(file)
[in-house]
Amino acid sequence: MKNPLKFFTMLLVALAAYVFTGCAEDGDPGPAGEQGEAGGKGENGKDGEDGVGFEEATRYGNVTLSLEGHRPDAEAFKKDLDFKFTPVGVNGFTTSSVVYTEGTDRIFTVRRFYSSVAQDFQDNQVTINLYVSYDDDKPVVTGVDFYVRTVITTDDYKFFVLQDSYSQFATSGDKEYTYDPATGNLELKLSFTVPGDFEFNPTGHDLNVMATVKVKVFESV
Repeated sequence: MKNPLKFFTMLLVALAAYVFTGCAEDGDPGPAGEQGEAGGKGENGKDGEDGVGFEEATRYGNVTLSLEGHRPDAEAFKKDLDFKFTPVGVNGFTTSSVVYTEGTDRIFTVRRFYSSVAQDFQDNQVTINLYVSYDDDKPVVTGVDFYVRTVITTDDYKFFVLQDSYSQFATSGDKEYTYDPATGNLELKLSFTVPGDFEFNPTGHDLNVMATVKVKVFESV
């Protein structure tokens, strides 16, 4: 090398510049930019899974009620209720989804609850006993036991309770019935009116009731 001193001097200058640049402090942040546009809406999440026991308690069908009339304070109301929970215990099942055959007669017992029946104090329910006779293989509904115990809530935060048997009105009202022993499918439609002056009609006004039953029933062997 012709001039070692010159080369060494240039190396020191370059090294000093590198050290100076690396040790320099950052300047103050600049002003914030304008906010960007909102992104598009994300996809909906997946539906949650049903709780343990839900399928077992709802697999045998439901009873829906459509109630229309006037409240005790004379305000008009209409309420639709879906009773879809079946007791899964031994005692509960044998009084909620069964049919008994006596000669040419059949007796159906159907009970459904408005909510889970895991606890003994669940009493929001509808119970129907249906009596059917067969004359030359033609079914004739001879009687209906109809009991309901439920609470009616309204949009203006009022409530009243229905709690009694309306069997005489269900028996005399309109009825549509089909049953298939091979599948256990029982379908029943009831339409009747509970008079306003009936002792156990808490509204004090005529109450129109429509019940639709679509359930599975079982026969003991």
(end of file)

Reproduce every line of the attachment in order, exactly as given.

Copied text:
[in-house]
Amino acid sequence: MKNPLKFFTMLLVALAAYVFTGCAEDGDPGPAGEQGEAGGKGENGKDGEDGVGFEEATRYGNVTLSLEGHRPDAEAFKKDLDFKFTPVGVNGFTTSSVVYTEGTDRIFTVRRFYSSVAQDFQDNQVTINLYVSYDDDKPVVTGVDFYVRTVITTDDYKFFVLQDSYSQFATSGDKEYTYDPATGNLELKLSFTVPGDFEFNPTGHDLNVMATVKVKVFESV
Repeated sequence: MKNPLKFFTMLLVALAAYVFTGCAEDGDPGPAGEQGEAGGKGENGKDGEDGVGFEEATRYGNVTLSLEGHRPDAEAFKKDLDFKFTPVGVNGFTTSSVVYTEGTDRIFTVRRFYSSVAQDFQDNQVTINLYVSYDDDKPVVTGVDFYVRTVITTDDYKFFVLQDSYSQFATSGDKEYTYDPATGNLELKLSFTVPGDFEFNPTGHDLNVMATVKVKVFESV
């Protein structure tokens, strides 16, 4: 090398510049930019899974009620209720989804609850006993036991309770019935009116009731 001193001097200058640049402090942040546009809406999440026991308690069908009339304070109301929970215990099942055959007669017992029946104090329910006779293989509904115990809530935060048997009105009202022993499918439609002056009609006004039953029933062997 012709001039070692010159080369060494240039190396020191370059090294000093590198050290100076690396040790320099950052300047103050600049002003914030304008906010960007909102992104598009994300996809909906997946539906949650049903709780343990839900399928077992709802697999045998439901009873829906459509109630229309006037409240005790004379305000008009209409309420639709879906009773879809079946007791899964031994005692509960044998009084909620069964049919008994006596000669040419059949007796159906159907009970459904408005909510889970895991606890003994669940009493929001509808119970129907249906009596059917067969004359030359033609079914004739001879009687209906109809009991309901439920609470009616309204949009203006009022409530009243229905709690009694309306069997005489269900028996005399309109009825549509089909049953298939091979599948256990029982379908029943009831339409009747509970008079306003009936002792156990808490509204004090005529109450129109429509019940639709679509359930599975079982026969003991």